Women's rights (1) _____________________ in Afghanistan are celebrating a rare victory. For the (2) _____________________ time, the names of mothers will be put on their children's birth certificates, (3) _____________________ the father's name. Mothers' names will also be put on national (4) _____________________ cards. The Afghan government has just announced a new law to allow this. For (5) _____________________ of years, only the father's name was allowed on the birth certificate. Campaigners in Afghanistan started their campaign in 2017. They used (6) _____________________ media to fight for the right of women to have their names on official documents. It is (7) _____________________ in Afghanistan for a woman's name not to be included on wedding (8) _____________________.

Put these words into the spaces in the paragraph below.
powers
task
step
enroll
society
printing
decision
ridiculous

Afghanistan's Vice-President said: "The (9) _____________________ to include the mother's name on the ID card is a big (10) _____________________ forward for women's rights." The founder of the #WhereIsMyName campaign, Laleh Osmany, said the law was good. She said: "By (11) _____________________ her name, we give the mother power. The law now gives her certain (12) _____________________ to be a mother who can, without the presence of a man, get documents for her children, (13) _____________________ her children in school, and travel." Another campaigner said: "My feeling of happiness may seem (14) _____________________ for women in other countries, but when we live in a (15) _____________________ where women are physically and spiritually excluded, achieving such basic rights is a big and difficult (16) _____________________."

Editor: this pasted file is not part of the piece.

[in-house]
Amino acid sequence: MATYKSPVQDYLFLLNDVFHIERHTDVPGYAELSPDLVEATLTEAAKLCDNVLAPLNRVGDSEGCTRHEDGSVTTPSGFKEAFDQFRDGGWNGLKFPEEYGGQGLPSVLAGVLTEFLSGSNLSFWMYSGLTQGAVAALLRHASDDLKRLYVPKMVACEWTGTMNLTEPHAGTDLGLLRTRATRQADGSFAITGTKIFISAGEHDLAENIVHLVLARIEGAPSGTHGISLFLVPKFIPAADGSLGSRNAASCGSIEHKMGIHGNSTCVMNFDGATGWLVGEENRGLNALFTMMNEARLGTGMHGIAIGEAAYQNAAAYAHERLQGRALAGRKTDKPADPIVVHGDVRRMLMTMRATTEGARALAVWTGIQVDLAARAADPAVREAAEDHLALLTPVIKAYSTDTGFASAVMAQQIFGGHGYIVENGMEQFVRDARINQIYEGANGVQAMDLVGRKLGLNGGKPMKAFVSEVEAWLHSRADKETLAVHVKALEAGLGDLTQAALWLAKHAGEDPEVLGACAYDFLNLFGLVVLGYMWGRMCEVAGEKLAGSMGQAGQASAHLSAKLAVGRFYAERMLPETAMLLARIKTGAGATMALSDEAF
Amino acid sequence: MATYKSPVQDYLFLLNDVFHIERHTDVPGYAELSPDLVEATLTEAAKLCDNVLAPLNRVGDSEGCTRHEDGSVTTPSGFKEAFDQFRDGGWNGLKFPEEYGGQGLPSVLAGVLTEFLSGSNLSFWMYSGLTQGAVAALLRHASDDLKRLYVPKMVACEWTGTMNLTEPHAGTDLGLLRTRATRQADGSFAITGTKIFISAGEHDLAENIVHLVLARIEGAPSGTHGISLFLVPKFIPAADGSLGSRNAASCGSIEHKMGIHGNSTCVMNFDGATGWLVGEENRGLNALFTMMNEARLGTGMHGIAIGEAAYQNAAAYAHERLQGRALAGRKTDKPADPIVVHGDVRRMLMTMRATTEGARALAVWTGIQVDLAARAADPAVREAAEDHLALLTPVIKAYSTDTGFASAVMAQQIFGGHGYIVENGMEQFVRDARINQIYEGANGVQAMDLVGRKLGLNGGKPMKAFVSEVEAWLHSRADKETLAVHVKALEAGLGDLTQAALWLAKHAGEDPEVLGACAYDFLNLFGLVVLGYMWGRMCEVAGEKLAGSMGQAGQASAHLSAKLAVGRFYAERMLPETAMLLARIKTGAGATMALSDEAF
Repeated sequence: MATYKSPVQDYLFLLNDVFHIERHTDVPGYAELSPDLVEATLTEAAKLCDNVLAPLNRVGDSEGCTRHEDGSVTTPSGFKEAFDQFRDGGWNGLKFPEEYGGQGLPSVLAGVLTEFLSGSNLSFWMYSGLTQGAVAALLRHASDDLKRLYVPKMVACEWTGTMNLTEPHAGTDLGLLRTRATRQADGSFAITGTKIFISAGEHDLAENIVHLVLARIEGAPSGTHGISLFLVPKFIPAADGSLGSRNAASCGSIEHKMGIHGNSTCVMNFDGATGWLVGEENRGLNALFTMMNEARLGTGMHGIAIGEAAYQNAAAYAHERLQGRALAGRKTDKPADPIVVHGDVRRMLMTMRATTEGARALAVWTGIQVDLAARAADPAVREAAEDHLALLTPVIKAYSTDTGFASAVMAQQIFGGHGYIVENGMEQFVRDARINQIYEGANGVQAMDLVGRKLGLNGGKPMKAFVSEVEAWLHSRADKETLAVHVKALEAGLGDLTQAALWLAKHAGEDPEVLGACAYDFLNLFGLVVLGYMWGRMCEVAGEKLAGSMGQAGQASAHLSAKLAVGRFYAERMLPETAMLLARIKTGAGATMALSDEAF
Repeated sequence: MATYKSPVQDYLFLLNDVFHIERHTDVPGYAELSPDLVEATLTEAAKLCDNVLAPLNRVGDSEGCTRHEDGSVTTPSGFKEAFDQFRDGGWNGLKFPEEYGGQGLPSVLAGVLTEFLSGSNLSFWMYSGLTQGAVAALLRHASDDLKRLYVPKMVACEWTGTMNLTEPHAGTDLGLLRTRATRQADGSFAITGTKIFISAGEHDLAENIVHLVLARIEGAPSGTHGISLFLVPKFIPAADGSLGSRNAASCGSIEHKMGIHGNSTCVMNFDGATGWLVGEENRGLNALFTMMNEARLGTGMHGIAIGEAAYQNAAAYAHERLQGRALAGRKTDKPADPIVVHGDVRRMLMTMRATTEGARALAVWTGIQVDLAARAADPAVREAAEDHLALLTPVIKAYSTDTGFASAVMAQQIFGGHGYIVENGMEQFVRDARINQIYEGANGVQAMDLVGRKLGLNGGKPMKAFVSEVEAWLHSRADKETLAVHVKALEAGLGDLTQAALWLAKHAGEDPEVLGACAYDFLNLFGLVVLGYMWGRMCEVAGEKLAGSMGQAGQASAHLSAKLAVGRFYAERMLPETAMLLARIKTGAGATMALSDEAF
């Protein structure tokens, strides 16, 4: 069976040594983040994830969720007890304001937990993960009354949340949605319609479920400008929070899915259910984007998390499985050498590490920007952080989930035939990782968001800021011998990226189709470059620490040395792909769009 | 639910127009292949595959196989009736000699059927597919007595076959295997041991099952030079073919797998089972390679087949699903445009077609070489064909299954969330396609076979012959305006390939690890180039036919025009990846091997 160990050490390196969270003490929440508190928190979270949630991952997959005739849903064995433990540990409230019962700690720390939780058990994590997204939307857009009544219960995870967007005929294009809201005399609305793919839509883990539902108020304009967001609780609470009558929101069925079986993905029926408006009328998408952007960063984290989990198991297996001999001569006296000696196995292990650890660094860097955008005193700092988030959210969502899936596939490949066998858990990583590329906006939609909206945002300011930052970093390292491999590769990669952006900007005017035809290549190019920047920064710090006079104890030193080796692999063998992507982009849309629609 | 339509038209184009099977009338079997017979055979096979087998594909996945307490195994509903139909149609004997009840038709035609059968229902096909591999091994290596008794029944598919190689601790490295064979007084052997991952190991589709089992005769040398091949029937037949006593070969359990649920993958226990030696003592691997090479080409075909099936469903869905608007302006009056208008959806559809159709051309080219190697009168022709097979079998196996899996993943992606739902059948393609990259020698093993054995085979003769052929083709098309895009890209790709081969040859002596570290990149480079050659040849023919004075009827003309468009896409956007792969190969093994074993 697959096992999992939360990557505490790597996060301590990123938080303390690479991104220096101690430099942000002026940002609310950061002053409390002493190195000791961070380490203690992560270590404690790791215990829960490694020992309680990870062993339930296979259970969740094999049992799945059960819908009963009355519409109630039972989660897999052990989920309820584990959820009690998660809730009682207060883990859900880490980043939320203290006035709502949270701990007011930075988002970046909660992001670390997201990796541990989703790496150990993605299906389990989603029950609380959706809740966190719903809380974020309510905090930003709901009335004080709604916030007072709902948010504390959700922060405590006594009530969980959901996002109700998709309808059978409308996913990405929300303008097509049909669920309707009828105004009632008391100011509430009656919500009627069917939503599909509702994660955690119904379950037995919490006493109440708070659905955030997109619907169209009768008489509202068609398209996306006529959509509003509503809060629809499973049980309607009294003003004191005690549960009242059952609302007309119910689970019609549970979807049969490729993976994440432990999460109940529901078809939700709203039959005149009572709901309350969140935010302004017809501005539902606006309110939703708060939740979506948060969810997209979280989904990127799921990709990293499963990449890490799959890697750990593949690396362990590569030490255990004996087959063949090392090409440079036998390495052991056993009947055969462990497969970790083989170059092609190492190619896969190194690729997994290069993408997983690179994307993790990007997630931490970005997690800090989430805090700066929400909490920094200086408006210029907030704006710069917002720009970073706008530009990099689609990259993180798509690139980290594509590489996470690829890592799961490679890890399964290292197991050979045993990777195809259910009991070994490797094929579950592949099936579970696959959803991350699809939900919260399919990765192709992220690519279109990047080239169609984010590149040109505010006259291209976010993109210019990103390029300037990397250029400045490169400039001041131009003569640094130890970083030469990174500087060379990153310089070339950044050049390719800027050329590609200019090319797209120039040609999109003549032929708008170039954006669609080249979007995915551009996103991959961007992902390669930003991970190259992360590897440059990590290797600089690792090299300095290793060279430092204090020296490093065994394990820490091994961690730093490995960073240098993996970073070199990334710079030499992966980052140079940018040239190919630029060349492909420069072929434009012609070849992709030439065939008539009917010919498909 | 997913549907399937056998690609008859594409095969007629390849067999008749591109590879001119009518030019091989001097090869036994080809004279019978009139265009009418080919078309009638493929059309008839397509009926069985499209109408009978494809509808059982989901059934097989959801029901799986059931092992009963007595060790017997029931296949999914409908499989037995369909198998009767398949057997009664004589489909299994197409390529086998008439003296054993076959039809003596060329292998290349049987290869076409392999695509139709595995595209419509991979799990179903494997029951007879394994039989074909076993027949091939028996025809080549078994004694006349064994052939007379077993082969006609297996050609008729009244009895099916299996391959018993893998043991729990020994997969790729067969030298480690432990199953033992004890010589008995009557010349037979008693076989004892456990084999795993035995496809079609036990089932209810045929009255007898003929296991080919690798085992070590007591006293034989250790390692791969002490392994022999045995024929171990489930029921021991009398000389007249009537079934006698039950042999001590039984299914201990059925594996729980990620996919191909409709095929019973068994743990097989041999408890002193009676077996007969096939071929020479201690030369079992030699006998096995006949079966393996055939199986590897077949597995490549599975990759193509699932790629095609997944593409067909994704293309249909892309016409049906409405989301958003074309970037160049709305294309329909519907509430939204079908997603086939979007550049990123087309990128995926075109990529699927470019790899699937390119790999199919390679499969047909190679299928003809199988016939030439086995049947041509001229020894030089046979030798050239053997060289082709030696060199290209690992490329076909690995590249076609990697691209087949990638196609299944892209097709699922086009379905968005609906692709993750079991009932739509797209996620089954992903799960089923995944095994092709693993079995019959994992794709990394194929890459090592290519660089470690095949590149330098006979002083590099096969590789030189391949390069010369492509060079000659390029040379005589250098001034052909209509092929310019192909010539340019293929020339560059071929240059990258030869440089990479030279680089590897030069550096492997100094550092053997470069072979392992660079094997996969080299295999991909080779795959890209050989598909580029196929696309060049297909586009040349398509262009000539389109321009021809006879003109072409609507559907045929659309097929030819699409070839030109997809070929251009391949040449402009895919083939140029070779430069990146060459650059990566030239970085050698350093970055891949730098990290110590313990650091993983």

Listening — Guess the answers. Listen to check.

1) Women's rights campaigners in Afghanistan are celebrating ______
     a.  a roar victory
     b.  a rare victory
     c.  a rear victory
     d.  arrears victory
2)  Mothers' names will also be put on national ______
     a.  identify cards
     b.  identify cares
     c.  identity cords
     d.  identity cards
3)  The Afghan government has just announced a new law ______
     a.  tour low this
     b.  too a law this
     c.  two allow this
     d.  to allow this
4)  For hundreds of years, only the father's ______
     a.  names was allowed
     b.  name was allowed
     c.  named was allow
     d.  name was allow
5) common in Afghanistan for a woman's name not to be included on ______
     a.  weeding invitations
     b.  welding invitations
     c.  wedding invitations
     d.  wending invitations

6)  The decision to include the mother's name on ______
     a.  the IE card
     b.  the ID card
     c.  the IC card
     d.  the IP card
7)  By printing her name, we give ______
     a.  the other power
     b.  the father power
     c.  the mother power
     d.  the others power
8)  without the presence of a man, get documents for her children, ______
     a.  and roll her children
     b.  end roll her children
     c.  enroll her children
     d.  roll her children
9)  we live in a society where women are physically and ______
     a.  spiritually excluding
     b.  spiritually excludes
     c.  spiritually exclude it
     d.  spiritually excluded
10)  achieving such basic rights is a big ______
     a.  and difficult task
     b.  and difficult tusk
     c.  and difficult tsk
     d.  and difficult ask